By Pouyan Khoshhal
December 15, 2020
Stringent lockdowns have now been in place in Iran for 23 days. In that time, the number of recorded daily fatalities from Covid-19 has fallen from close to 500 to fewer than 300. The number of confirmed cases has also dropped from upwards of 13,000 a day to below 8,000 per day.
Iranians traditionally celebrate Yalda, the night of the winter solstice and the longest night of the year in the northern hemisphere, by getting together with the family and close friends. This year Yalda falls on December 21 and the National Coronavirus Taskforce has announced that on that day the nighttime traffic curfew will be extended to discourage people from attending gatherings. Businesses will be closed from 6pm in all cities in Iran, regardless of the alert level.
Elsewhere, however, the prospect of a Covid-19 vaccine continues to dominate the headlines. As yet no decision has been made about buying and importing doses of the vaccine from other countries. This seems to have been further pushed back by an announcement from Mostafa Ghanei, chairman of the National Coronavirus Taskforce’s scientific committee.
“Iran lacks the necessary means to transport the American Pfizer vaccine and we have announced that Iran does not want this vaccine,” said Ghanei on December 13. “We have told the global Covax initiative that we do not want this vaccine because it must be kept at 70 degrees below zero and we have no facilities for doing this.”
COVAX is a global initiative launched by the World Health Organization aiming to work with vaccine manufacturers to provide countries worldwide equitable access to a safe and effective Covid-19 vaccine.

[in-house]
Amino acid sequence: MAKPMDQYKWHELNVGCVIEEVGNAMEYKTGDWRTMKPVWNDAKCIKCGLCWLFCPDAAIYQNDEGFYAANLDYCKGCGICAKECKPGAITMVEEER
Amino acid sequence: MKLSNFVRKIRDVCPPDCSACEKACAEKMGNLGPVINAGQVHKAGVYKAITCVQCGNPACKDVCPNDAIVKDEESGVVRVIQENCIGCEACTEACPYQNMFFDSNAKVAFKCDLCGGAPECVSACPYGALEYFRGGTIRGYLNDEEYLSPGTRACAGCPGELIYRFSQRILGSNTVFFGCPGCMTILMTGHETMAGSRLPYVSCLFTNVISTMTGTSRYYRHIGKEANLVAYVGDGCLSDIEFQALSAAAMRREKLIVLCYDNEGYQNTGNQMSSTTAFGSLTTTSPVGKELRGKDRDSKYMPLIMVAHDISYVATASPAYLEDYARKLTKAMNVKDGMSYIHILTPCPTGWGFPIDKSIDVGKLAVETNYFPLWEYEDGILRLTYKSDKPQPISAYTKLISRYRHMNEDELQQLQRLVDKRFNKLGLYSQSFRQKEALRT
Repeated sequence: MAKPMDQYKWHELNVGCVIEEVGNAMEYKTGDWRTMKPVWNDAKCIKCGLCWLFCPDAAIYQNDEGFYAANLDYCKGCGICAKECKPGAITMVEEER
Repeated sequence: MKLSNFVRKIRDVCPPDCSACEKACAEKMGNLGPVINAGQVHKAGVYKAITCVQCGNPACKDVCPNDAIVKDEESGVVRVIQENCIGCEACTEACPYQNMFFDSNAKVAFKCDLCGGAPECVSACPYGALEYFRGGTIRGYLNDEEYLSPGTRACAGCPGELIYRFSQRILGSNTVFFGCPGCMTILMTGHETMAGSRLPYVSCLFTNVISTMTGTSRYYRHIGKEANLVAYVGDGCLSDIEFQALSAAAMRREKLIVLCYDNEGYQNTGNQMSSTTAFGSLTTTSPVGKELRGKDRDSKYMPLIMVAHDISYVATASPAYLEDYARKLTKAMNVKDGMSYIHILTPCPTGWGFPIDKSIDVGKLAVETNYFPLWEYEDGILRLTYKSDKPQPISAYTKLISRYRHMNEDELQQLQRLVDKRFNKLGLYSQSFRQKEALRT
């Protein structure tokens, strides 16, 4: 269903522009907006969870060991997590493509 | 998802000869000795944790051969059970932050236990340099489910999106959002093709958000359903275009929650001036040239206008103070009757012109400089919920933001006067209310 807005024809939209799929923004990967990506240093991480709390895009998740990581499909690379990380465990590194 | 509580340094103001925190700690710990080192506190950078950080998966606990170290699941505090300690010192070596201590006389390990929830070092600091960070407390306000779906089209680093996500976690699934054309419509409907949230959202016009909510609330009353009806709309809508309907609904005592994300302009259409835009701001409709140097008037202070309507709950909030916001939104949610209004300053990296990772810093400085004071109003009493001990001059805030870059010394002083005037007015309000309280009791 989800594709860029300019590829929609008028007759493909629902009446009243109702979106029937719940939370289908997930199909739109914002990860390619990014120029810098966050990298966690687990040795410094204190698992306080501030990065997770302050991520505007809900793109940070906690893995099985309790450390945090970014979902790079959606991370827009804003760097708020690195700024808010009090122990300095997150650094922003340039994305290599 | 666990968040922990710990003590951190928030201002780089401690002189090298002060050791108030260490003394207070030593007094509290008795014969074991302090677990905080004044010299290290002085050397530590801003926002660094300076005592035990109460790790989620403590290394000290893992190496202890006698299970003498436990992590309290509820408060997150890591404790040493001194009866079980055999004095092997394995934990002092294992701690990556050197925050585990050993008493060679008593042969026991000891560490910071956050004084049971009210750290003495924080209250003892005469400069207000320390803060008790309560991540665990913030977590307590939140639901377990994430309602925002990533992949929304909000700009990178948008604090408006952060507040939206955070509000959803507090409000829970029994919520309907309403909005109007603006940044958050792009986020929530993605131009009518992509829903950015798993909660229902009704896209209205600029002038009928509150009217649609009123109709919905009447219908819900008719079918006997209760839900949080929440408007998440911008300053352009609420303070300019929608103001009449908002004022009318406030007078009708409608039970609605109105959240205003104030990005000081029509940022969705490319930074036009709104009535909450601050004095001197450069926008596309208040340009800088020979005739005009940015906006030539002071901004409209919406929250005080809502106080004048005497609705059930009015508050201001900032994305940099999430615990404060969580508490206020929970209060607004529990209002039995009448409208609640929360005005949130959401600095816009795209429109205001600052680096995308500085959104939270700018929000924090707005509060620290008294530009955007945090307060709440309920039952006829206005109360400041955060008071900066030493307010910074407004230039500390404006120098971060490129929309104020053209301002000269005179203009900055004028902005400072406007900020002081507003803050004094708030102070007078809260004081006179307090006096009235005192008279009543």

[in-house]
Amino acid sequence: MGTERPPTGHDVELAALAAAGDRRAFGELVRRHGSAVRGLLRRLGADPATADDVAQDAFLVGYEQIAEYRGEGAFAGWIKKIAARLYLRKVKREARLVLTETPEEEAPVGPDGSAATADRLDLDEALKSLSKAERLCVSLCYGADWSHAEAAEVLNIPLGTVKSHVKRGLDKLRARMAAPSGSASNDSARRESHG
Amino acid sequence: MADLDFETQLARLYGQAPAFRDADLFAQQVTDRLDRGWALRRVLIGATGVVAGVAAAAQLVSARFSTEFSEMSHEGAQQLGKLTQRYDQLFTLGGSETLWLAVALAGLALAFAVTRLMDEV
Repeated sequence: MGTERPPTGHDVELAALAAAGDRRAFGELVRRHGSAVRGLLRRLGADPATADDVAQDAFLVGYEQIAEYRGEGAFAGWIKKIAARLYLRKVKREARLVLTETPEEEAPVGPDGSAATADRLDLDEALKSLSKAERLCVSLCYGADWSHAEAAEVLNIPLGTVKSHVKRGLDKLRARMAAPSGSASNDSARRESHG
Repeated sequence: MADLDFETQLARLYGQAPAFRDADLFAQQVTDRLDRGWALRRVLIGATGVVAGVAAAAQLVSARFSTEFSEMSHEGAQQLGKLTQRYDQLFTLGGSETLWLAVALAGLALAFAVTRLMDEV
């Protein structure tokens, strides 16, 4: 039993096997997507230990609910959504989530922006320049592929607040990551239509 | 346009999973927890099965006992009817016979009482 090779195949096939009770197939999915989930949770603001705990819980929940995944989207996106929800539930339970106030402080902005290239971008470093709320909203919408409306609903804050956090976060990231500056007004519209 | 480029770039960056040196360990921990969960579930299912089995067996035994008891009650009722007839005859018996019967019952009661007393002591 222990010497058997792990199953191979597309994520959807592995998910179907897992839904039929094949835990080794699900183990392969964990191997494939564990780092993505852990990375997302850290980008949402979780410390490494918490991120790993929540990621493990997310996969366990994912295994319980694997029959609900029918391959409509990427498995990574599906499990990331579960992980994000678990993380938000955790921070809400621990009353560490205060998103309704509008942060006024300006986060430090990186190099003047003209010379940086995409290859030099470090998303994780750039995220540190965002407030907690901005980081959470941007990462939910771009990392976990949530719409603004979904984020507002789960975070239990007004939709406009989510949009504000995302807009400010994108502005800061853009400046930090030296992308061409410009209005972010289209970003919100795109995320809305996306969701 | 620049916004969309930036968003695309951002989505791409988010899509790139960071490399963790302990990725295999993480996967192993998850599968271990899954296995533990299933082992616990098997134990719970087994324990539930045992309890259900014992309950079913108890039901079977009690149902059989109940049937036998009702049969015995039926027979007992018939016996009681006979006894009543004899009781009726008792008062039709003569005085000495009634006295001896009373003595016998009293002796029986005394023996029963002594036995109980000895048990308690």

Earlier Abdolnaser Hemmati, governor of Iran’s Central Bank, had also said that as a result of US sanctions, Iran would not be able to buy and import the vaccine through COVAX initiative. Afterwards, however, a spokesman for COVAX told the Washington Post that the US Treasury had given permission for Iran to make the down-payment for the vaccine. There are, at least, no legal obstacles.
An Iranian Vaccine by Spring?
“Despite claims by those people who say were are not able to this, we are going to make this vaccine and we will offer this Iranian vaccine to the people in the spring of 2021,” said health minister Saeed Namaki.
He went on to claim that the recent drop in the number of coronavirus infections and fatalities had proved wrong those naysayers who predicted that recorded fatalities would soon reach 1,200 per day. He also dismissed the various, conflicting comments and predictions about an Iranian vaccine in recent weeks, and said: “These days many people like to talk too much. I have no idea why some people find a microphone so attractive because there is no reason to say things all the time.”
Namaki also denied that “dubious” vaccines from other countries had been or would be tested on patients in Iran. “We will not allow Iranian people to be used as lab mice,” he said.